Wilson has been dreaming big since he was a kid writing down his goals in Richmond, Virginia. Those dreams fueled Wilson to win the starting-quarterback job for Seattle as a rookie in 2012—and to lead the team to its first title the next season. And back in high school, Wilson was already dreaming about inspiring other kids. “I had a vision with Scott Pickett [now one of his business partners] in 10th or 11th grade,” Wilson says. “We started talking about this idea that when I make it, I’m going to have camps, travel around the country—around the world—and teach kids how to play the game of football. But more than football, I’m going to teach them about life.”
So far, more than 10,000 boys and girls, from Shanghai to Chicago to Seattle, have participated in those Russell Wilson Passing Academy camps, co-sponsored by Alaska Airlines. About half of the kids, ages 8–17, attend on scholarship each summer.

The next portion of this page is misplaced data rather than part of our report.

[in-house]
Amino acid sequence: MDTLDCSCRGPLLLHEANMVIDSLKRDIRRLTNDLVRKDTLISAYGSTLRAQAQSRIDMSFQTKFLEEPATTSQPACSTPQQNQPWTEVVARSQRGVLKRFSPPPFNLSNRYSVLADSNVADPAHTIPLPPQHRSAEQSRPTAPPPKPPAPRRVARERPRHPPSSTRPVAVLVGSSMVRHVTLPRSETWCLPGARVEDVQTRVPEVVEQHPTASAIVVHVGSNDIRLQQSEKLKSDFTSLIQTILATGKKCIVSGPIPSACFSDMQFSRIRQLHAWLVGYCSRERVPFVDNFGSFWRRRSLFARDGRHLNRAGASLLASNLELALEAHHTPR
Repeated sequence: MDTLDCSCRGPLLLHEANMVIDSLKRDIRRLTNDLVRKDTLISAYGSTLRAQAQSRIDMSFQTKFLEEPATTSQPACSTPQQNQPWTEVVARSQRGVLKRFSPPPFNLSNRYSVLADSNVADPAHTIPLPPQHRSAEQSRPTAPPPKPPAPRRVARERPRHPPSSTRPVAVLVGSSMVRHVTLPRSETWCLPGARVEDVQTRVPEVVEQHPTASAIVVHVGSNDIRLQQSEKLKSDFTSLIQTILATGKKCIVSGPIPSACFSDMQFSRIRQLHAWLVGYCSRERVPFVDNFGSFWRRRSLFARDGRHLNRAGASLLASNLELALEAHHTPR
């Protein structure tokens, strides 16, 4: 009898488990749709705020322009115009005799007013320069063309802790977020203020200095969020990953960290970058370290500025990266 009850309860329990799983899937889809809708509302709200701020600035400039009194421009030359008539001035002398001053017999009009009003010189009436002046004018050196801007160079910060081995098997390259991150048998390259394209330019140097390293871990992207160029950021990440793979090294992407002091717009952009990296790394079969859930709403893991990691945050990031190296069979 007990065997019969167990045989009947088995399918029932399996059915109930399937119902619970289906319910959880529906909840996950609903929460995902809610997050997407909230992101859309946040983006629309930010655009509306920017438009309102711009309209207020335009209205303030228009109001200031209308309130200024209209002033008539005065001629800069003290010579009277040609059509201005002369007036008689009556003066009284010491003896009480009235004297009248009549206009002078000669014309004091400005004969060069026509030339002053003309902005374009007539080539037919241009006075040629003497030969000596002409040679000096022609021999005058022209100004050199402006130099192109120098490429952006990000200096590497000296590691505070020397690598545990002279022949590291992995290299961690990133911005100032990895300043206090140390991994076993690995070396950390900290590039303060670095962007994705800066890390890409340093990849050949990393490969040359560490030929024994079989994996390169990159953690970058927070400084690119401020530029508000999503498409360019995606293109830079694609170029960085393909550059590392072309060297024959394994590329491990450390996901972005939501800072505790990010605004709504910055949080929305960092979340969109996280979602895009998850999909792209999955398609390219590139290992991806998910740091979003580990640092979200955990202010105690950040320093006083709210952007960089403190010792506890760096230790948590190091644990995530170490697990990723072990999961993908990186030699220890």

“I say at the beginning of camp that if we inspire one kid today, the mission’s accomplished,” Wilson says. “Maybe that one kid can inspire the world.”
On a given Tuesday, that one kid might be at Seattle Children’s Hospital, where the walls are decorated, and staff—and many patients and visitors—are outfitted in No. 3 gear. One door sports a sign that reads: “Russell Wilson, stop here! (please).” When Jackson, the boy in the room, sees Wilson peek around the curtain, Jackson’s dad has to remind his son to breathe.
“Our caregivers do such an amazing job—but we don’t really want the kids to remember all of the pokes and prods,” says Allison Broadgate, director of Strong Against Cancer at Seattle Children’s. “Isn’t it wonderful if they remember a visit from Russell Wilson instead?